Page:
As such, both of us feel abnormal under our pain, but as the adage goes, you cannot compare apples to oranges. Whereas someone with the mother of all hangovers will not have to end their career because of a night out (unless they found themselves in a car crash or other serious accident), I had to finish my career because of never-ending fatigue and merciless trigeminal pains.

    It’s also quite clear that comparing or even choosing one illness over another is impossible, and in fact, something nobody should ever have to contemplate (I put it down to the company I keep sometimes, bless their souls). Trying to find out if being mentally ill is worse than having a physical illness is a job not done.

    Either way, I tried working out what I knew about mental/emotional health opposed to physical health by mulling over the depression I had two years ago, and the MS that has been here for at least 15 years.

    I know MS inside out, therefore I refuse to let it get the upper hand as I go against its very appetite for neurodegeneration as best as I can. If MS had a face, I would refuse to show how it impacts me. If it had a body, I would whack its knees from under it.

    (Sorry mum, I know you raised me to be a “Make love, not war” type of person, but in this case, I feel I’m justified in whacking MS)

    So, I have MS.

    Boohoo.

    Not as the neurologists know it, but as I, the carrier of the lesions know it.

    At first, MS was unkind. Bitter. Humiliating. Careless. Unfair.

    But, I’m cool with that, now.

    I learned to live with it, around it, over it, aside from it, in it and in just about any other way you can live with a neurodegenerative illness. Despite it being here 24/7, I continue to find beauty in life. What MS and I have going is a long-term relationship, because no cure means needing lots of hope and patience. As the eternal optimist, I have both in high quantities.

    I’m cool with all that too.

    Is life with MS that comfortable, then?

    It is not. At all.

    But, you simply have to learn how to live with it. Somehow I found a way to tap goodness from those negative connotations because I listened to its actual narrative by refusing to make a mountain out of a molehill (for more on self-pity, check this post irelandms.com/2016/08/12/man-up).

    So, even when facial pain is also called “the #Suicide disease”, even when MS fatigue can knock me senseless in less than five minutes, and even when I feel awful inside despite not looking sick, I am just cool with the whole lot because there simply is no other way.

    The depression that came and went used a similar rhetoric. I felt it was humiliating. It felt unfair, and it was similarly careless in the way it progressed. The biggest difference between MS and depression? depression left with one tablet a day for a few months. It might return, but then again, it might just stay away forever. My MS is currently on a regimen of approximately 28 pills a day, about 10,000 tablets a year. As long as there is no cure, it will be here until my very last day on this planet.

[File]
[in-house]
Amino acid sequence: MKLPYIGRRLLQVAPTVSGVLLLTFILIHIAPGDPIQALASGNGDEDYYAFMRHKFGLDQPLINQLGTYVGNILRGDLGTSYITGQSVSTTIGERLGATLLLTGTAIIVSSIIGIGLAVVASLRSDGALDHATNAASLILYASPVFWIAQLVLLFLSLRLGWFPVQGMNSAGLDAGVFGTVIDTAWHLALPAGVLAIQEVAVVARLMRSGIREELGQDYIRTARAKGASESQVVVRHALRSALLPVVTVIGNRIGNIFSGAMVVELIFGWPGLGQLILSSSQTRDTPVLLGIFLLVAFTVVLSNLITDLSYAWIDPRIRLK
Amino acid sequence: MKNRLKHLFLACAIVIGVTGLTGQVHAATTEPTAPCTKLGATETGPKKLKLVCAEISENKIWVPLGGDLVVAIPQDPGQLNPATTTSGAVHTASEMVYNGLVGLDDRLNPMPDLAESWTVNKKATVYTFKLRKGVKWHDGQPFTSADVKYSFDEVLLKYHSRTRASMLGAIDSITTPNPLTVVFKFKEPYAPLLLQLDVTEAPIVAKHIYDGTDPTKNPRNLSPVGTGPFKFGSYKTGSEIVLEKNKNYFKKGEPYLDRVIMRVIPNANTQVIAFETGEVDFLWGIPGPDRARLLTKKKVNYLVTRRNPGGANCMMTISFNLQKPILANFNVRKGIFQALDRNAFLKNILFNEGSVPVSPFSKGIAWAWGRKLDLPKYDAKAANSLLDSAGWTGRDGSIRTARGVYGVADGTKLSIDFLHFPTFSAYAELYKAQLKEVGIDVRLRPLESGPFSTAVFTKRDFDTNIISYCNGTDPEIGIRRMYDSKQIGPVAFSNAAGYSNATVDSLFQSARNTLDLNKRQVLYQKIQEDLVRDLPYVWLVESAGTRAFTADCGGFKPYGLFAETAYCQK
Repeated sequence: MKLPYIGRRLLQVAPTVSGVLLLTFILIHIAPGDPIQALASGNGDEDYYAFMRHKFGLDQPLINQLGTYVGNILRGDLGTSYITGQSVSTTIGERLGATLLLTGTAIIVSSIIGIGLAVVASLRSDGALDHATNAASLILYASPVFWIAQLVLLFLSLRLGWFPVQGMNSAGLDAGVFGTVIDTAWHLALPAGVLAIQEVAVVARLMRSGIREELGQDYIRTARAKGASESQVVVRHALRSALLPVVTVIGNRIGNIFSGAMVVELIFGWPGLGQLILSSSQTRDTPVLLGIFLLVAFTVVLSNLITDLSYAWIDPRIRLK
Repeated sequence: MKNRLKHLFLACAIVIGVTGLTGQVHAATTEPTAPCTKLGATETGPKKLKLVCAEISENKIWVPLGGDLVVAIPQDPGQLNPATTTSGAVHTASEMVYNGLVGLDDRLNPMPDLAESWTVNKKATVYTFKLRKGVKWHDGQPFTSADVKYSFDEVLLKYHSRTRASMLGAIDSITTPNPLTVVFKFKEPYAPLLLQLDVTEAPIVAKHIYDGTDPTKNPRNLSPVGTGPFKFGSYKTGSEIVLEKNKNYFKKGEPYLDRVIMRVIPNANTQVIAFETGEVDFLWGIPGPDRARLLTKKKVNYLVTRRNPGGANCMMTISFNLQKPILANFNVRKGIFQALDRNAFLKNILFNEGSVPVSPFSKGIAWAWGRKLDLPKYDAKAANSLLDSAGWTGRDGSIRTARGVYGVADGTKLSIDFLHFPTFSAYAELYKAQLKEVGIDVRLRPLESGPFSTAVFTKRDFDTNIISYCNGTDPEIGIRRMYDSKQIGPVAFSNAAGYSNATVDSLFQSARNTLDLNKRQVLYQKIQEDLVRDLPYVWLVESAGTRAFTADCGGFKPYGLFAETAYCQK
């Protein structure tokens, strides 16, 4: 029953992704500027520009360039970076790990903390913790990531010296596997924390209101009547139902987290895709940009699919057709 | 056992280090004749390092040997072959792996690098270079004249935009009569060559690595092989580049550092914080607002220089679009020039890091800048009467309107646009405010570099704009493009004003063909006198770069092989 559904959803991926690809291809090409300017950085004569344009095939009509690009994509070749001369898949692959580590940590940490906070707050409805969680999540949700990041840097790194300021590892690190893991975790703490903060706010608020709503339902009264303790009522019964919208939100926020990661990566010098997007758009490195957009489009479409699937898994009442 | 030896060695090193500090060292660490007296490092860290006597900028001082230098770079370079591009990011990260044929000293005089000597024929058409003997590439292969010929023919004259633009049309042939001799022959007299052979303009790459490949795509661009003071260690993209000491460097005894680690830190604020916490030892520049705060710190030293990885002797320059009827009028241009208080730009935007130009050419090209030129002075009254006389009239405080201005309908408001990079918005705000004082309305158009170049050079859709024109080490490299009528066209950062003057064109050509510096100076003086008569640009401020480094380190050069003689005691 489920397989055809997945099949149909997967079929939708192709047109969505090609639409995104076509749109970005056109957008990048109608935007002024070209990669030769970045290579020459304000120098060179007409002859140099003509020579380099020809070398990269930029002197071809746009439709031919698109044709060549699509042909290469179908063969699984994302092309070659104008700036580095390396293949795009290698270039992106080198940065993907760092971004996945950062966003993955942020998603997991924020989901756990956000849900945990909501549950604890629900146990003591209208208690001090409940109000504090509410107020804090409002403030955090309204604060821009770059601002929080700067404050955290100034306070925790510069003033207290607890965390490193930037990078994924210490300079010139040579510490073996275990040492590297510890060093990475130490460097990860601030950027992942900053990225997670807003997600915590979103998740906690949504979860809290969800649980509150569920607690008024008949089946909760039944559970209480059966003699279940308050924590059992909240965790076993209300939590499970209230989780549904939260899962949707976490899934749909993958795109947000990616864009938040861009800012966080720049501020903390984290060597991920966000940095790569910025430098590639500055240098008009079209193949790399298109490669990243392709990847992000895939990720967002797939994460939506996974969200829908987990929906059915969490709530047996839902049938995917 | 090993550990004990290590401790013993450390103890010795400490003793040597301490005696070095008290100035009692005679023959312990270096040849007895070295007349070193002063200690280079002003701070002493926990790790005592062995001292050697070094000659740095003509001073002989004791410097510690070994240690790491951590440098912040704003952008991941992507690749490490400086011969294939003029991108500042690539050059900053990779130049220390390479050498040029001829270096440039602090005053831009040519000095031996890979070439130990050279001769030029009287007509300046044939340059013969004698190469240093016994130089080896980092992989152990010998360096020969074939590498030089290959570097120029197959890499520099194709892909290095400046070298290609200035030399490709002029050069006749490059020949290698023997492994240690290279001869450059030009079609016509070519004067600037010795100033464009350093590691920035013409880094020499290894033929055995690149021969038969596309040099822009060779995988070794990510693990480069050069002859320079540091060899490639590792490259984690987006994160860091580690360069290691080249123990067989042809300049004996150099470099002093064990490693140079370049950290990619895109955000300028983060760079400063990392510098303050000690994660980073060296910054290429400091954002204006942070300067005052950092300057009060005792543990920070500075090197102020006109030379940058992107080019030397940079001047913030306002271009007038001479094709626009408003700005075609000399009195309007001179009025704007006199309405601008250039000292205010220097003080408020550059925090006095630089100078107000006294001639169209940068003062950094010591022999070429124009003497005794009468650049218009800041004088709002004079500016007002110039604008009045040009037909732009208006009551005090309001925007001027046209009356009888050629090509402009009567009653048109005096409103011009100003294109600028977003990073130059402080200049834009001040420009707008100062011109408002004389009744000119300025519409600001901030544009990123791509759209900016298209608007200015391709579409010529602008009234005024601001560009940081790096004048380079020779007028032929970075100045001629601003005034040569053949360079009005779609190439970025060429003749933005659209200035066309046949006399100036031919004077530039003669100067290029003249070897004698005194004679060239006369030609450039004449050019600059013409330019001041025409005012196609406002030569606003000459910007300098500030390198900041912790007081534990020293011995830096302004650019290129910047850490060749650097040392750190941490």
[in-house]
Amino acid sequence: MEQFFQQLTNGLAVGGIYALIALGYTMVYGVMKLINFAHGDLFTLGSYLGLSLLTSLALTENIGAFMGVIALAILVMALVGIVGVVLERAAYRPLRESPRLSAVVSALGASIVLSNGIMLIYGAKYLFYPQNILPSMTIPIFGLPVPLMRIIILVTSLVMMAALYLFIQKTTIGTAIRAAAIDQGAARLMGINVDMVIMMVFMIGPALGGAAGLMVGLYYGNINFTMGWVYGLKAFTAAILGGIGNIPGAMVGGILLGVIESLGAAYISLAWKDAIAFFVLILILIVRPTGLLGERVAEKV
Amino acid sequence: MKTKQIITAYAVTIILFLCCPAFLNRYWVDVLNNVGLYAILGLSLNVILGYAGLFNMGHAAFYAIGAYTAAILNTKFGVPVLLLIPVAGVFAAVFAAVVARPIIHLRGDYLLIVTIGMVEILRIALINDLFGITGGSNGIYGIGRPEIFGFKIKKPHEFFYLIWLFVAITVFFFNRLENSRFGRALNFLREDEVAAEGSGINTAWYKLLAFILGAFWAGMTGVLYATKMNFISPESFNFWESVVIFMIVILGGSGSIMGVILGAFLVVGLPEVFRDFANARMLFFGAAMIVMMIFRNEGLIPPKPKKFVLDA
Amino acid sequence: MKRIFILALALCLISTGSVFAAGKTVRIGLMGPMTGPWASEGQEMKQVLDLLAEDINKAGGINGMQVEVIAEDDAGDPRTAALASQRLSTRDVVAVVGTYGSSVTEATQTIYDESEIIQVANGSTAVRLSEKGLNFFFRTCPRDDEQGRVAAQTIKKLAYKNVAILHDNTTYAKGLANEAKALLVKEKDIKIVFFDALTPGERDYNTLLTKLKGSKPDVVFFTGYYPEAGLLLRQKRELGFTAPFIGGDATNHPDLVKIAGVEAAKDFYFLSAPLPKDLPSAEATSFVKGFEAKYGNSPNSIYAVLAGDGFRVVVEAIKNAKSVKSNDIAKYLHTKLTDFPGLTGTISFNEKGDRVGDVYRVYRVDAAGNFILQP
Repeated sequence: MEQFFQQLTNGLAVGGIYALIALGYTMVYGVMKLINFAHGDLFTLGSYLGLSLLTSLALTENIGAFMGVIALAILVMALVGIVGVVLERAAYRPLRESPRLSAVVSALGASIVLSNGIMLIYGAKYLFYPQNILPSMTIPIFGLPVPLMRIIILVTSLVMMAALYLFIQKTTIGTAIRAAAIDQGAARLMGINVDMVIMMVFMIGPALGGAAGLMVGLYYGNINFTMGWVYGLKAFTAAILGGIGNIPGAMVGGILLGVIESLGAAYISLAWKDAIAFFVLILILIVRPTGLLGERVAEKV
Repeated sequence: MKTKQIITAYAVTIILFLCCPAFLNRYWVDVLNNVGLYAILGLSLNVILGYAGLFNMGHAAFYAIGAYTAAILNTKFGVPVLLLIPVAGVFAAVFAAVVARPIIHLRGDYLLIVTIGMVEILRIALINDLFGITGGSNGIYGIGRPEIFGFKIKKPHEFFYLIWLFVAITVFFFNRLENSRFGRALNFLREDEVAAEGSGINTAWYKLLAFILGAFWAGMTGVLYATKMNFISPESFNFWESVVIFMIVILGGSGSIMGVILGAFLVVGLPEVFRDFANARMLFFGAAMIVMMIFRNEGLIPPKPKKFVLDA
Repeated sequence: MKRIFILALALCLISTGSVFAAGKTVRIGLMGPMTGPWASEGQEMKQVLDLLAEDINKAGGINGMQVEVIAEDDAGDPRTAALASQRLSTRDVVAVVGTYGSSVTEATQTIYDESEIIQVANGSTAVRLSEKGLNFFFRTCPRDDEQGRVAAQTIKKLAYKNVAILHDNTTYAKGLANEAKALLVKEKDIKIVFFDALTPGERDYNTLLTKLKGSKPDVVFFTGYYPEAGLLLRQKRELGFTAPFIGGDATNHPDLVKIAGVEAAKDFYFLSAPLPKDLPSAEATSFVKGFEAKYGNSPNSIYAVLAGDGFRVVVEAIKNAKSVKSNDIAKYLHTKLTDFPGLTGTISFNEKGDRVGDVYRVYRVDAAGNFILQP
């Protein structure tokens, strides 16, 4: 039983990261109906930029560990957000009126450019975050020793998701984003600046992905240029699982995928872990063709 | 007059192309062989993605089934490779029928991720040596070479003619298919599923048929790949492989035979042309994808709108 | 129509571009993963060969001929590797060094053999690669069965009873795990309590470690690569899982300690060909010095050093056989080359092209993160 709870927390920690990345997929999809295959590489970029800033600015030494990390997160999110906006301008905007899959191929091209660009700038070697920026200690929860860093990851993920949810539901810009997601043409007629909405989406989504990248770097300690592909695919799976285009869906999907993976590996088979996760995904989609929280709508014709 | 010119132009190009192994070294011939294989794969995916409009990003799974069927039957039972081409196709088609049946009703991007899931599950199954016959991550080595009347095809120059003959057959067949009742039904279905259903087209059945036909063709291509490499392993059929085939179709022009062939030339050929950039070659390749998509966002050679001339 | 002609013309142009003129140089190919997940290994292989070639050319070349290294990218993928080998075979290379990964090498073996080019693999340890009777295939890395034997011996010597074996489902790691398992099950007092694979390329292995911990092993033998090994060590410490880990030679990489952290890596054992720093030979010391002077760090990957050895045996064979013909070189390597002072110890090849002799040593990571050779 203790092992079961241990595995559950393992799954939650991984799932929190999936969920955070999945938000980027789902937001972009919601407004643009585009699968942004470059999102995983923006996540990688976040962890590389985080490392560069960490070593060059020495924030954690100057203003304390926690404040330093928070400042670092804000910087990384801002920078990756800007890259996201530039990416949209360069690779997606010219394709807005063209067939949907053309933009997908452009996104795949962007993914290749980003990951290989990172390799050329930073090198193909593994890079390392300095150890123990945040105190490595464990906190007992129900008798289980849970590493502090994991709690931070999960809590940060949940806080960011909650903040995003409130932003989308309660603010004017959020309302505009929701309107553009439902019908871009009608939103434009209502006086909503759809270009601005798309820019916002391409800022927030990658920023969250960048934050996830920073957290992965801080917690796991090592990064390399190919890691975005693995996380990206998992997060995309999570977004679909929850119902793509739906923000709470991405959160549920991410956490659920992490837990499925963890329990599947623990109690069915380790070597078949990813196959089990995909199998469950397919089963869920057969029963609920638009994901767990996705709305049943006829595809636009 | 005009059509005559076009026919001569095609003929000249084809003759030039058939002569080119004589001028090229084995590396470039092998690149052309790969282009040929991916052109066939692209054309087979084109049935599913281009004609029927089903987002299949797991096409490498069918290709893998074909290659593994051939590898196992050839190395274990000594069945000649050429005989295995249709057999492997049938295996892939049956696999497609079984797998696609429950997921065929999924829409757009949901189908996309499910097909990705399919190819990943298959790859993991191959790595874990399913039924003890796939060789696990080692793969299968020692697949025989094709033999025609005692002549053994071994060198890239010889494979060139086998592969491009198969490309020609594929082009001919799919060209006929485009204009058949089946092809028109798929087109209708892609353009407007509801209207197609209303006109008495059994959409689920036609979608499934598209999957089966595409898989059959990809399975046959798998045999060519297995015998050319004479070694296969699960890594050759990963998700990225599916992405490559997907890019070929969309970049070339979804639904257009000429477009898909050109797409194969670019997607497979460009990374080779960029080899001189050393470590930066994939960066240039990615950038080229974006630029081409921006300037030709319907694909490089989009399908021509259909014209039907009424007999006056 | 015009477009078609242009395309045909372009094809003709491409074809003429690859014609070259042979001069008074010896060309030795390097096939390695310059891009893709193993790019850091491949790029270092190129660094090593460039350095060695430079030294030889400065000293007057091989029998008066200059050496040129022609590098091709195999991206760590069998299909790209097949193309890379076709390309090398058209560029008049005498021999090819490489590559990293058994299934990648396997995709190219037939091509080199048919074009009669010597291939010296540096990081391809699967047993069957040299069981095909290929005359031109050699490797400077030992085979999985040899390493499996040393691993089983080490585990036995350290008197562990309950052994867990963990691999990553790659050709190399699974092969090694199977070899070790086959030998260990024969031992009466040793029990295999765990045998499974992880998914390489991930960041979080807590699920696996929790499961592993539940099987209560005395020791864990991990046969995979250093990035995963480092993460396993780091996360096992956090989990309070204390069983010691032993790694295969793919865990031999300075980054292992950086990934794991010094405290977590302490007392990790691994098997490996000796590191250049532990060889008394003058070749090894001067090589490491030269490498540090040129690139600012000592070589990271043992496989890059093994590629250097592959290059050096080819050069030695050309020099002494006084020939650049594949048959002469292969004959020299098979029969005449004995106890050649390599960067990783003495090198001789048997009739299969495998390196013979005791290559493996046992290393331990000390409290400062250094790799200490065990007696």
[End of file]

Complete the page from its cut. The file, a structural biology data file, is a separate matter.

Obviously, I cannot speak for those with enduring mental illnesses, for those in treatment and just as eager to be cured as others with physical illness are. I base my knowledge on what I learned during my counselling course and what I went through with depression.

    Despite feeling weak during my depression, I was still able to leave the house on my own two feet. It didn’t stop me from entering buildings; it didn’t force my body to stop breathing voluntarily or feel wretched pain. Despite the apparent lack of motivation, I met friends and tried to socialise, I did my grocery shopping and cleaned the house. depression asked for a chemical re-balance in my brain and depression left my body without significant medical or surgical intervention.

    Because of the physical harshness on the body, MS degenerates and eats away at the neurological makeup in the brain, spinal cord or optic nerves. Because of this, it robs people of being able to go out on their own two feet. It makes them sit in a dark room because their eyes hurt. It won’t allow people in wheelchairs to enter buildings anyone else can access without any hassle.

    MS aside, #Cancer can return and eventually claim a life.

    Motor Neuron Disease (ALS) can rob someone’s last breath.

    A baby can pass away from #SuddenInfantDeathSyndrome.

    Any illness, mentally or physically, is a cowardly act. We all agonise over it in our own way, and we all try to get healthy as quickly as possible in our distinct way. I leave my brain to the experts and know that they are at the top of their game and that they will do anything to help me live as best as I possibly can.

    So, when someone says “How can you be so optimistic and happy all the time despite the illness you’re living with?” I look at a picture of my late brother who passed away age 36, and I realise that I am living the best as I can.

    That, and this realisation: we only have one life and no matter what kind of illness you have, just try to enjoy it as much as you can.

    Post

    4 things that impacted my mental health

    Humans are complicated creatures and our #MentalHealth is

    shaped by many factors both in childhood and adult life. For me, suffering from

    BPD and OCD, it is easy for anyone looking back at my childhood and adolescence

    to join the dots and see why I developed mental illnesses. It’s been helpful